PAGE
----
The Polish-American Cultural Center, named in honor of Pope John Paul II, is a 501(c) (3) tax exempt, non-profit organization dedicated to the promotion of Polish culture, traditions, language, history, literature, arts, music, theater, and education. Our mission is to provide an organizational structure for all who desire to be in touch with Polish heritage.

The beginnings of the John Paul II Polish-American Cultural Center date back to 1998. The exact date is difficult to determine, because the idea of a Center started with the first meeting of the Polonia sports club. At this meeting there was a lively discussion about the need to build a sports center for Polonia. Beside the enthusiasts there were also skeptics, who realized the huge costs associated with such an undertaking. Some of the disputants believed that something could be achieved from these talks. Among them were Stanislaw Grudzien, Grzegorz Gregory, Bernadetta Zubel, Andrzej Rubis, Józek Sokołowski, Ignacy and Marek Twarowski and Ignacy Sluzała.

One day an older man showed up at one of these meetings. He just set quietly and listened to the discussion. Father Jerzy Kusy, the „guiding light” of the group, explained that this was Eugeniusz Bak. Father Kusy also said that, given Bak’s background, experience, and wisdom, he could be invaluable to the realization of the group’s goal.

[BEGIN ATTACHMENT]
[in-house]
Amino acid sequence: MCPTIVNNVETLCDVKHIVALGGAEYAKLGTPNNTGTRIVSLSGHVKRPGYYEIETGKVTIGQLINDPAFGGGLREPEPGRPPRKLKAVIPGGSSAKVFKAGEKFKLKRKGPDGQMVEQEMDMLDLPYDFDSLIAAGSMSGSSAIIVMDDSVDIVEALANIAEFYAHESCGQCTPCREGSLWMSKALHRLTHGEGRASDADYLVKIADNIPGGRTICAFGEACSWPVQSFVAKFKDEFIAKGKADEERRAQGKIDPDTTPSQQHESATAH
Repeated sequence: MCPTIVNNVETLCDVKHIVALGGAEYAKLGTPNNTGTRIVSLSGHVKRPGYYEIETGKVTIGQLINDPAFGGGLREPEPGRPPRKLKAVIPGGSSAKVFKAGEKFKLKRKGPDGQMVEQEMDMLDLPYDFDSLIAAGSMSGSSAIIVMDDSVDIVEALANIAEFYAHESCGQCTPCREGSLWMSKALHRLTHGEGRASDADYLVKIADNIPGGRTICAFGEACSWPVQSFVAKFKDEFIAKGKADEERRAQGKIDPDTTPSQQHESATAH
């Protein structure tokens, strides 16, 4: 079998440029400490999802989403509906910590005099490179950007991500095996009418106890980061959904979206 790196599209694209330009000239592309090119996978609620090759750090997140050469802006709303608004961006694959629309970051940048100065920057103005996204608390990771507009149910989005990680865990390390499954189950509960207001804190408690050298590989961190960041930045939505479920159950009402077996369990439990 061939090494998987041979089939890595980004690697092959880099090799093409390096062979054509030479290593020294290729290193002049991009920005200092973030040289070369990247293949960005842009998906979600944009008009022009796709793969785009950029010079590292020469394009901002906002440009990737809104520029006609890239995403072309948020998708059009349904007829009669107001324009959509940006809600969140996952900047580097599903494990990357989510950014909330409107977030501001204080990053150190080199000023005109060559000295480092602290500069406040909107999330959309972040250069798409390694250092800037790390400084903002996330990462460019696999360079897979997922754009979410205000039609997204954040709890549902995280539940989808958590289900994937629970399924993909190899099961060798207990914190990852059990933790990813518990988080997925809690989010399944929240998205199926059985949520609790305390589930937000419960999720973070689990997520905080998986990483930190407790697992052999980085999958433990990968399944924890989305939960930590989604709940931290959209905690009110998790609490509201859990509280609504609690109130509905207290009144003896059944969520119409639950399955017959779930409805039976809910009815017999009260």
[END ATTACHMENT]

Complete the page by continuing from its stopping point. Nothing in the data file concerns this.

In 1999 a nice piece of land in Walton Hills was purchased. This was acomplished thanks to the involvement of Eugeniusz Trela. Michał Wróblewski, an architect, designed a plan for a beautiful building. The building would have room for all of Cleveland’s Polonia organizations. The project required millions of dollars, but there was hope that Polonia could manage to come together to build it… Unfortunately, that did not happen. Someone initiated a referendum of the residents of Walton Hills to block the development of the center, and despite the support of local authorities the project was blocked – we lost. This was a loss for Cleveland’s Polonia, not for those who were behind the project.  This is not a place nor time to dwell on such topics, but the wound still lingers.

There were fears that everything would fall apart and that the idea of a strong, united Polonia would remain a dream. Fortunately, Eugeniusz Bąk took the initiative. He said that, in spite of all this, we should begin modestly. And so we did. In 2001 we bought our current building on the corner of Lansing and East 65th Street. The building was not in the best shape, but after weeks and months of renovations, our building improved significantly. The inside was completely redone, the kitchen equipped, and the building was furnished. It took thousands of dollars and a lot of work – work of many volunteers and enthusiastic friends, among them Pan Eugeniusz.

But our ambitions were greater. There was still no exhibition space, no space for the museum or library we wanted… so, in 2003, we bought the building next door. Those who have seen the building before would not recognize it today. The space is beautifully renovated and is an appropriate, dignified space for the presentation of Polish culture.